The final panel, “Perspectives on Access to Justice from the Business Community,” featured corporate general counsel discussing why American businesses de-pend on a well-functioning justice system that is accessible to all. The panelists were Carolyn E. Cheverine, Executive Vice President, General Counsel, and Secretary, The Timken Company; Cathy Kilbane, Senior Vice President, General Counsel, and Secretary, The Sherwin-Williams Company; Terry Szmagala Jr., Senior Vice President, Public and Community Affairs and Corporate Communications, Eaton Corporation; and P. Kelly Tompkins, Executive Vice President and Chief Operating Officer, Cliffs Natural Resources. LSC’s Vice President for Legal Affairs, General Counsel, and Corporate Secretary Ron Flagg served as moderator.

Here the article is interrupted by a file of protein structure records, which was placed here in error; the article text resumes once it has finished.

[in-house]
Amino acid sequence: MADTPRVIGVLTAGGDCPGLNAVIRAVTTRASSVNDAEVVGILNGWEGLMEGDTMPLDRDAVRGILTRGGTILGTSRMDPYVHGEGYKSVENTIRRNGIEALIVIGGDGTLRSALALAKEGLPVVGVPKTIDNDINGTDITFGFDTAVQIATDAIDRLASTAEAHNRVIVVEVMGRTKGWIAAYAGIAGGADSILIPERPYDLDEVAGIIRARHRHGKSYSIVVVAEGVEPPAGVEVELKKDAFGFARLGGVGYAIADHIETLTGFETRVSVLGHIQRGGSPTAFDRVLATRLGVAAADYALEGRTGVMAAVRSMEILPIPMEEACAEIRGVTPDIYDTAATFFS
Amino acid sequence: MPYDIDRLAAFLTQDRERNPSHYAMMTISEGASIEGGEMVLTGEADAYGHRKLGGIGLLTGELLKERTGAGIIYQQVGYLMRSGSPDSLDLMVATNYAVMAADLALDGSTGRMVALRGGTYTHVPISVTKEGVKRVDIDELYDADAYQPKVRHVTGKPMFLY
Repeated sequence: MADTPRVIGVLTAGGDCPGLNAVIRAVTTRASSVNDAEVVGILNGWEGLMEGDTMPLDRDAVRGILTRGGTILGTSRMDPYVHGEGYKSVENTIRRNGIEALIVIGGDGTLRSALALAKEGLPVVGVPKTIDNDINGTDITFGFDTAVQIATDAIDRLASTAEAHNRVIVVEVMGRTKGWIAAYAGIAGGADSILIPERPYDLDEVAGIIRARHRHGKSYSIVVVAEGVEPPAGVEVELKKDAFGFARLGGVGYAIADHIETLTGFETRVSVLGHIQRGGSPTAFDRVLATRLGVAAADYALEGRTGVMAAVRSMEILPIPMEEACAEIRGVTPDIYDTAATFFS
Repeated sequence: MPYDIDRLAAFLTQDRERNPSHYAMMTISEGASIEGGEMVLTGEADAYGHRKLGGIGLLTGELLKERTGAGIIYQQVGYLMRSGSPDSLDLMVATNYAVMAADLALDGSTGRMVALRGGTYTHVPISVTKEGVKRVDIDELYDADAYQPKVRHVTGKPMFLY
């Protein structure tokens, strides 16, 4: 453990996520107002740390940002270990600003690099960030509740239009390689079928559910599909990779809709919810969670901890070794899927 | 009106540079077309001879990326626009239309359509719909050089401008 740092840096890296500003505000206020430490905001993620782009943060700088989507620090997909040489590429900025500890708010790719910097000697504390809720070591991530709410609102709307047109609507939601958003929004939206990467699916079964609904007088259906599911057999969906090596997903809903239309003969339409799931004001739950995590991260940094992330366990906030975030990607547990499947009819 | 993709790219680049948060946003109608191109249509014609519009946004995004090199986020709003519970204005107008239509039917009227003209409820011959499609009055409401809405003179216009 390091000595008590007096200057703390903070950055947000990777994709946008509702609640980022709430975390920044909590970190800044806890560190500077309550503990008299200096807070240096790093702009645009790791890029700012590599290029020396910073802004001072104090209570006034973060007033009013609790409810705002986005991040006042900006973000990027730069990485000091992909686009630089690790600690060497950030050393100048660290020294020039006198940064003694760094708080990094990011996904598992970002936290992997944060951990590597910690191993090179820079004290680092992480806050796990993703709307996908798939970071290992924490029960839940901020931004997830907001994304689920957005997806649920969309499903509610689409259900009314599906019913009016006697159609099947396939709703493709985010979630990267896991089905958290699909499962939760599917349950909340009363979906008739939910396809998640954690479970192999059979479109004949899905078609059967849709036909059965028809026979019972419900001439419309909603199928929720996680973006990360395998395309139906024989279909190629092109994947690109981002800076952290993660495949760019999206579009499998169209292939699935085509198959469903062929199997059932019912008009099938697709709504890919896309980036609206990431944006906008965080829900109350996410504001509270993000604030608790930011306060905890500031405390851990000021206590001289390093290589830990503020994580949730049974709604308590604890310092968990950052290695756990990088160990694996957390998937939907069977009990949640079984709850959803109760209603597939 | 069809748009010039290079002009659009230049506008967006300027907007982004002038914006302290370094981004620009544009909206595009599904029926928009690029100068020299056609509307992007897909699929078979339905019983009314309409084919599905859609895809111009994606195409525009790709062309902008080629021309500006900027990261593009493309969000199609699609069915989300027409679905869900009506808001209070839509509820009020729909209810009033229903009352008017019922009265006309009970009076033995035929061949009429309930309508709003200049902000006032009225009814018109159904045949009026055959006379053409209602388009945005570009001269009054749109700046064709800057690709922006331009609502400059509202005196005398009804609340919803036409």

LSC Board Chair Levi and Legal Aid Society of Cleveland Board of Directors President Vanetta Jamison delivered opening remarks. They also spoke at lunch, along with Colleen Cotter; ABA President Linda Klein; LSC President Jim Sandman; LSC’s Director of the Office of Data Governance and Analysis Carlos Manjarrez; and LSC Board Member Rev. Pius Pietrzyk, O.P.
Cambridge, Mass. • October